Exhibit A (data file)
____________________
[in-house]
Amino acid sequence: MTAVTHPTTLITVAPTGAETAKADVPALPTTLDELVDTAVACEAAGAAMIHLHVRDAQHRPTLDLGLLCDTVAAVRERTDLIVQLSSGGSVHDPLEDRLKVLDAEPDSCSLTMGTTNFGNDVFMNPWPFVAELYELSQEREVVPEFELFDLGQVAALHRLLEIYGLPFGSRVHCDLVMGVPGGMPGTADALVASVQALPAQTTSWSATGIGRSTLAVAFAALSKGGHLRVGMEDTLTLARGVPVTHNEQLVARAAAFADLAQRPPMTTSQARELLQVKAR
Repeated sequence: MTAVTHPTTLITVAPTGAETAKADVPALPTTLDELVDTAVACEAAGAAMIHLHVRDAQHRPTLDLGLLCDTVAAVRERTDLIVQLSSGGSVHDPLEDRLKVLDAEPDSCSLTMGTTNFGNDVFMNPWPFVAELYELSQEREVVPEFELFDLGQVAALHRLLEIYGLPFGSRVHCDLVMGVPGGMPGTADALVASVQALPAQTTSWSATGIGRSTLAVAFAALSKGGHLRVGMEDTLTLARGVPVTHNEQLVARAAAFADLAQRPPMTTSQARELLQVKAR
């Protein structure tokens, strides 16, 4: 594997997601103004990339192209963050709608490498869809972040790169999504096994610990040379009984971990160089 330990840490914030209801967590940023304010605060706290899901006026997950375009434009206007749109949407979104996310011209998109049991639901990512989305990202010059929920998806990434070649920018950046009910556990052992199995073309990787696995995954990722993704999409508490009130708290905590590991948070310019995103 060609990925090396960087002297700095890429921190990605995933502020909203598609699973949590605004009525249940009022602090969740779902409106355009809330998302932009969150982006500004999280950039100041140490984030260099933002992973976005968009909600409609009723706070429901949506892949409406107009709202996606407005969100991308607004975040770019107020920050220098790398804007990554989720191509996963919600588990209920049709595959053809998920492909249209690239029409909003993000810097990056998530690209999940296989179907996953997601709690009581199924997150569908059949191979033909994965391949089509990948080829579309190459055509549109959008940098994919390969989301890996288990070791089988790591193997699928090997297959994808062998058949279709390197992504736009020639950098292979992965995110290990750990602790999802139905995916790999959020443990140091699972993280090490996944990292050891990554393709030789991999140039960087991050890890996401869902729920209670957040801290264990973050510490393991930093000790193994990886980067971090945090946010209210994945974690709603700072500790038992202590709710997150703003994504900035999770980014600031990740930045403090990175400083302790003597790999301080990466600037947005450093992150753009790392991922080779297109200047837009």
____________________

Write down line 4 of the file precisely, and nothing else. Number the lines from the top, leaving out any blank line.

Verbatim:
């Protein structure tokens, strides 16, 4: 594997997601103004990339192209963050709608490498869809972040790169999504096994610990040379009984971990160089 330990840490914030209801967590940023304010605060706290899901006026997950375009434009206007749109949407979104996310011209998109049991639901990512989305990202010059929920998806990434070649920018950046009910556990052992199995073309990787696995995954990722993704999409508490009130708290905590590991948070310019995103 060609990925090396960087002297700095890429921190990605995933502020909203598609699973949590605004009525249940009022602090969740779902409106355009809330998302932009969150982006500004999280950039100041140490984030260099933002992973976005968009909600409609009723706070429901949506892949409406107009709202996606407005969100991308607004975040770019107020920050220098790398804007990554989720191509996963919600588990209920049709595959053809998920492909249209690239029409909003993000810097990056998530690209999940296989179907996953997601709690009581199924997150569908059949191979033909994965391949089509990948080829579309190459055509549109959008940098994919390969989301890996288990070791089988790591193997699928090997297959994808062998058949279709390197992504736009020639950098292979992965995110290990750990602790999802139905995916790999959020443990140091699972993280090490996944990292050891990554393709030789991999140039960087991050890890996401869902729920209670957040801290264990973050510490393991930093000790193994990886980067971090945090946010209210994945974690709603700072500790038992202590709710997150703003994504900035999770980014600031990740930045403090990175400083302790003597790999301080990466600037947005450093992150753009790392991922080779297109200047837009």